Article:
The Geelong Better Block is over and Jason Roberts, cofounder of The Better Block, has toured Australia and returned to the USA, so what now? Was it just a ripple through our urban fabric or has the spirit of the Better Block inspired others to reclaim our streets on a more regular basis?
Jason Roberts, cofounder The Better Block, a not for profit organisation, in Dallas, Texas and recipient of the Champion of Change Award at the White House 2012, visited and recently participated in two Better Block events in Geelong and Melbourne as well as providing key note speeches at the ‘6th Making Cities Liveable Conference in Melbourne and the NSW Government annual ‘Urban Conversations’ in Sydney. The response from ‘Better Block’ participants and conference attendees were similar, engagement, wonder and joy at finding a process, albeit temporary, that empowered community to activate urban street space within their own community.
We are not talking radical ideas here. We are not talking anarchy or riots. We are talking community of families, people old and young from different lives coming together to socialise and help each other. What was similar for both the Geelong Better Block and the Coburg Better Block was that each event was encouraging a safe place for children, sharing of ideas and sustainable ways of life.
Interestingly the Australian events were not guerrilla style events, as previously undertaken in the USA, but events coordinated with the support of local council. Was it challenging to organise with council approvals? Yes. Was it based on volunteer hours and resources? Yes. Was it a success? Most definitely.
While the ‘Coburg Better Block’ held Sunday 16th June was a residential street closure which was estimated to have attracted 150 people over three hours; the ‘Geelong Better Block’ held on Saturday 15th June attracted more than 800 people over the four-hour period based on a key theme of promoting a safe and walkable city, for a healthy and sustainable Geelong.
The Geelong event activated two inner city streets with high retail vacancies and very low pedestrian traffic. With over ninety volunteers on the day, not counting the flash mob Ukulele players or the acoustic folk band that showed up mid way through, the day was a huge success for all involved.
The event received national media coverage as the first ever Australian Better Block and was highlighted on The Better Block website as well as in Jason’s subsequent conference presentations. With the ‘Clovelly Better Block’ now naming the date for October 27th this year and Jason keen to revisit Australia, one has to ask what next? How do we now translate the ideas from a temporary ‘Better Block’ into our cities and communities?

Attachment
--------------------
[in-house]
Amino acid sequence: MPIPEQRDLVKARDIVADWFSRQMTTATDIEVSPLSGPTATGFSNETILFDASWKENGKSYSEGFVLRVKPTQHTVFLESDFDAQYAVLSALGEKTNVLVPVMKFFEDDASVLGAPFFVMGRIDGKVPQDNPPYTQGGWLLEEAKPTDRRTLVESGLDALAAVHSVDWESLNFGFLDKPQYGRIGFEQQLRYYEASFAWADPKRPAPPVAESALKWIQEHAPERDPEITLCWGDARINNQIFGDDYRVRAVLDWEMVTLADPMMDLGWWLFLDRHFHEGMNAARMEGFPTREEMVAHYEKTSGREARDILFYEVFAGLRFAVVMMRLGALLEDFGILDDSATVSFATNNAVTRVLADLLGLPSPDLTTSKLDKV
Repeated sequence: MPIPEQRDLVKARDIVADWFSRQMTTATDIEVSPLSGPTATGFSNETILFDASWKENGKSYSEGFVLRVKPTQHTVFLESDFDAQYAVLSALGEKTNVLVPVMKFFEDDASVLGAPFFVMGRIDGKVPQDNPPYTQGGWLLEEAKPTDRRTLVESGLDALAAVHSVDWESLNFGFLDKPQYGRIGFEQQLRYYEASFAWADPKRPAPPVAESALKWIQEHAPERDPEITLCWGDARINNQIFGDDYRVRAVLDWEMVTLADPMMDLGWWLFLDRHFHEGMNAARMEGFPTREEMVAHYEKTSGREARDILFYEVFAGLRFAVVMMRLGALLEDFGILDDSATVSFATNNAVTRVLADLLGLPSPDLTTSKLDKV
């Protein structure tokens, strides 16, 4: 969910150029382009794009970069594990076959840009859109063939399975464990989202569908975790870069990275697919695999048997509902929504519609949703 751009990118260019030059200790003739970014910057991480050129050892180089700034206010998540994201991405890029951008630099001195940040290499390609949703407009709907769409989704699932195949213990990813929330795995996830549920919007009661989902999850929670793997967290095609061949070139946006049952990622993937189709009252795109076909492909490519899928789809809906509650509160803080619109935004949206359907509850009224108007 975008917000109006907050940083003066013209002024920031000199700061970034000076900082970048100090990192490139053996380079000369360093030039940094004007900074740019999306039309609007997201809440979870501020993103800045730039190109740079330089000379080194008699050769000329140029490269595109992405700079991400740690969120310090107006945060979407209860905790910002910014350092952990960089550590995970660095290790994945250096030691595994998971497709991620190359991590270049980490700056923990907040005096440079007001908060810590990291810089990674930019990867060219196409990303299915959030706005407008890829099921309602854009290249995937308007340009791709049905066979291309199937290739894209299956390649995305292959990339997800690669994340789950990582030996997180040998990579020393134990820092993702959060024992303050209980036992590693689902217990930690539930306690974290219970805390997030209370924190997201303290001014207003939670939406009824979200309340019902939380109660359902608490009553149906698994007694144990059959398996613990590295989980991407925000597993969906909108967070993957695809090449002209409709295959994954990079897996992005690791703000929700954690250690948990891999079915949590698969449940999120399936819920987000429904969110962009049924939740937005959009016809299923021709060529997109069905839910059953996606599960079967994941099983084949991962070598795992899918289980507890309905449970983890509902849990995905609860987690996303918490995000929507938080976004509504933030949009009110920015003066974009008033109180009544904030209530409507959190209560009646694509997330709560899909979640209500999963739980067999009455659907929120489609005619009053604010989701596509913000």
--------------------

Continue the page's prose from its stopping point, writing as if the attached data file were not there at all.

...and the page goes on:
There were immediate social outcomes from the Geelong Better Block that included community meeting new people and sustainability based groups; requests for our workshop leaders to run programs in neighbouring communities; and requests for Better Block events in neighbouring towns and suburbs. The more permanent features of the Geelong Better Block may take a little longer to achieve, however conversations with Council are underway.
The Geelong Cycling Forum attracted over 100 attendees, with many local bike commuters to hear about cycling issues and proposals to improve cycling in our city. The cycling forum engaged the community and highlighted the need and demand for better bicycle infrastructure in Geelong, slower city car speeds, and a more pedestrian and cycle friendly inner city. Since the event local councillors have spoken publicly about improving cycling infrastructure, thanks to ongoing work by BikeSafe.
Responses from our Geelong Better Block event survey indicate that attendees felt safer in the city, found new shops to visit and eat at, stayed in the area to talk and meet with people rather than just passing through and enjoyed the mix of live entertainment and street theatre provided as well as the free children’s (and adults) activities that were based on educating people on how to live more sustainably.
We tend to forget that streetscapes form part of our urban spaces and can be used for more than vehicle access and parking. Proactive councils worldwide use regular street closures to activate urban centres, with community activities and markets, developing stronger local community and economy. Listen up Geelong, community want more access to our inner city urban spaces on a regular basis for pedestrian, cycling and community events. The Better Block is here to stay.